Detroit News: Missing the mark on the Jones Act

May 7, 2014


A recent opinion piece by University of Michigan professor Mark Perry quite literally missed the boat when it comes to understanding the critical role America’s domestic maritime industry plays in ensuring our national and economic security. The professor says the widely supported Merchant Marine Act of 1920 — better known as the Jones Act — hurts our nation’s security and our booming domestic energy production, assertions which could not be farther from the truth. Even more troubling however is the way Perry simply ignores the crucial role America’s domestic maritime industry currently plays in the economies of all the Great Lake states. Michigan in particular is home to 37 deep draft ports, more than the other seven Great Lakes states combined, and its maritime industry pumps more than $1.6 billion annually into the state’s economy.


The fact is America’s domestic maritime industry is playing a key role in the nation’s energy renaissance. Today, tankers and barges operating in the Jones Act fleet have the capacity to move approximately 30 million barrels of crude oil and petroleum products. Because waterborne commerce is one of the most cost-effective and efficient ways to move crude oil, petroleum products, and dry-bulk cargos as well, that number is only expected to grow.


When it comes to meeting the demands of the nation’s energy industry, America’s maritime industry is investing billions of dollars to help the country and is creating thousands of jobs for Americans while bolstering our national security. New U.S.-flag vessels will soon join other transportation infrastructure that is currently being built and upgraded to help meet the nation’s changing demands. These new vessels will provide millions of additional barrels of capacity when our nation needs it the most. American maritime will continue to respond aggressively to increased transportation demand as a result of the shale oil boom, and a strong domestic maritime industry is key to assuring the nation’s energy independence.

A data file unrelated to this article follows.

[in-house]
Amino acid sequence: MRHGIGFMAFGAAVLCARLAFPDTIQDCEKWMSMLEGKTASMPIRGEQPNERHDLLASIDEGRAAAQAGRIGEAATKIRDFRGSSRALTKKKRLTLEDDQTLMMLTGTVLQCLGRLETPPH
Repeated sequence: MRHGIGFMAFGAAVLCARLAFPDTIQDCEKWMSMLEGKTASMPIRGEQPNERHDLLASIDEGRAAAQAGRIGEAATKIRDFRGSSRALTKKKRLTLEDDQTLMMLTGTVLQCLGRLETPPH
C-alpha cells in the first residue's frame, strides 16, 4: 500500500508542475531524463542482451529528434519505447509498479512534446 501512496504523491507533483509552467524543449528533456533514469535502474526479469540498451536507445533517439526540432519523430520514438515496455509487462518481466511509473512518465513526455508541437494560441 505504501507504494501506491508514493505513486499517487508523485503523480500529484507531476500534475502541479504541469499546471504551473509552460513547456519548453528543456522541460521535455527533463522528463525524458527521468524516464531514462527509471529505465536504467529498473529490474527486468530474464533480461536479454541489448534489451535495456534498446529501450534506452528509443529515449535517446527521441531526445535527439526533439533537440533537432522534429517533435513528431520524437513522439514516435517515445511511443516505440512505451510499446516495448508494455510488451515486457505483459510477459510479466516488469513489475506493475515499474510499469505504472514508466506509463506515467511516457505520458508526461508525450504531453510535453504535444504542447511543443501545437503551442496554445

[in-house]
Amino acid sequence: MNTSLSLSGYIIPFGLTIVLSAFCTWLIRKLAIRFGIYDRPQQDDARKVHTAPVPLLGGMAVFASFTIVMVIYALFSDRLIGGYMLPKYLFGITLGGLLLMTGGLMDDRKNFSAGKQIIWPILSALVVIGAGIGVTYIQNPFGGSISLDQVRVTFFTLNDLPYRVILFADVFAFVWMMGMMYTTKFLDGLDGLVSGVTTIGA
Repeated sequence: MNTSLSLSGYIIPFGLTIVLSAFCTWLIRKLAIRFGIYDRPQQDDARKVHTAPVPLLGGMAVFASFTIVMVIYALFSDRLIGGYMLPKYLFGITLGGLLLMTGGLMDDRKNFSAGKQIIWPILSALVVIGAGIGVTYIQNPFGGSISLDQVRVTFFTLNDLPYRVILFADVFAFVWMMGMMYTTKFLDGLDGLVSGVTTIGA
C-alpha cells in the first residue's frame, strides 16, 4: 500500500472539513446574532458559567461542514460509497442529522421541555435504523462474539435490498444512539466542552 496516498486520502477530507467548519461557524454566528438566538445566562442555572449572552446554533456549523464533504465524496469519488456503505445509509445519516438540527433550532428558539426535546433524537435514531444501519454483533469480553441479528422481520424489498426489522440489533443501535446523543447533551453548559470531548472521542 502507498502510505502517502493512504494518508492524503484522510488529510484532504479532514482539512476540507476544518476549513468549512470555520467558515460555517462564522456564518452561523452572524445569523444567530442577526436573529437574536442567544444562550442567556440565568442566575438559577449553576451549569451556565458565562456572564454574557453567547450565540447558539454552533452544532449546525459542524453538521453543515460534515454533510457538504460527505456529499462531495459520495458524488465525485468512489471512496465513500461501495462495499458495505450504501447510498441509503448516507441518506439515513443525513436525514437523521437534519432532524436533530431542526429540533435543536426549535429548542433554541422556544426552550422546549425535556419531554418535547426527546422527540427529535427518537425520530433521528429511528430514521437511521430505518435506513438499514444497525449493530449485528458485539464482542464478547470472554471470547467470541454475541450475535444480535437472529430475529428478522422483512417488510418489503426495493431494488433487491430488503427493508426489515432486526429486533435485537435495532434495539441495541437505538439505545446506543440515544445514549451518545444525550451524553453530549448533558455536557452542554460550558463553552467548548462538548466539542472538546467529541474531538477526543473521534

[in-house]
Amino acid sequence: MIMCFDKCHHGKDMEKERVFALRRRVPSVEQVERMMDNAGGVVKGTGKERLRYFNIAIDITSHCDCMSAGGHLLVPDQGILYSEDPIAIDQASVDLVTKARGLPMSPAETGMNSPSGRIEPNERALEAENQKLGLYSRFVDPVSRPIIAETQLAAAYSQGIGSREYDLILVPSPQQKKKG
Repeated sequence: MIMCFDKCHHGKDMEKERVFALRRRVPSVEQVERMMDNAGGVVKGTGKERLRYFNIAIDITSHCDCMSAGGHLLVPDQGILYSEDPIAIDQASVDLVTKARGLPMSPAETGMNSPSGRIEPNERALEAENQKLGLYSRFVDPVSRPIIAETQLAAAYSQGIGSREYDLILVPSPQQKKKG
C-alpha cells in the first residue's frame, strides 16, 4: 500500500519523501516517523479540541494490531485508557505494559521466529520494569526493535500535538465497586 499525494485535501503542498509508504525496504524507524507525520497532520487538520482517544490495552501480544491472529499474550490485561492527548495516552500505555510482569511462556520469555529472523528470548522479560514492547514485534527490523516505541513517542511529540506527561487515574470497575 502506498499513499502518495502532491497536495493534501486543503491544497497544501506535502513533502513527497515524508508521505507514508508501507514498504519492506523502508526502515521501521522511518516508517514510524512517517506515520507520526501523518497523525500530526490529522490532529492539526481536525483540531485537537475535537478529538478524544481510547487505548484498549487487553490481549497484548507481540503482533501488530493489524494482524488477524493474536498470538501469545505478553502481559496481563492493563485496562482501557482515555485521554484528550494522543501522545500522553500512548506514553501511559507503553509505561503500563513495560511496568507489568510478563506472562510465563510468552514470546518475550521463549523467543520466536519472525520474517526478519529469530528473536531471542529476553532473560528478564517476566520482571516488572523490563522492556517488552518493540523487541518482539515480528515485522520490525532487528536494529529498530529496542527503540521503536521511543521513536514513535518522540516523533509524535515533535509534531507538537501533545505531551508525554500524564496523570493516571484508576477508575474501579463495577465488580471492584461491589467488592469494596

This is why the Jones Act, which serves as the foundation of the critical domestic maritime industry, receives overwhelmingly bipartisan support from the administration, Congress, and our nation’s military leaders.


Last year, Sen. Debbie Stabenow highlighted the fact that the Great Lakes are home to a robust marine transportation system. She noted that the movement of cargo by U.S.-flag vessels is critical to our economy, as it creates new jobs and supports domestic manufacturing. “Past administrations have resisted intense pressure from foreign nations to compromise our maritime programs in trade agreements, recognizing the potential adverse impacts on our national security and economic interests.”


As noted recently by the chair of the United States Senate Energy and Natural Resources Committee, Mary Landrieu, D-La., the Jones Act is also a jobs act. The 40,000-plus vessels operating in the domestic maritime industry support nearly 500,000 American jobs and almost $100 billion in annual economic impact, which results in five indirect jobs created for every one direct maritime job.


The Jones Act is today a commercial and public policy success, which is why it has enjoyed widespread bipartisan support from every Administration for decades. American maritime has a distinguished heritage of helping our country expand, and it continues to do so as it grows to meet the nation’s changing energy needs. It is unfortunate the professor does not understand that, but I hope I have set the record straight.


James Weakley, president, Lake Carriers’ Association, which was founded in 1880


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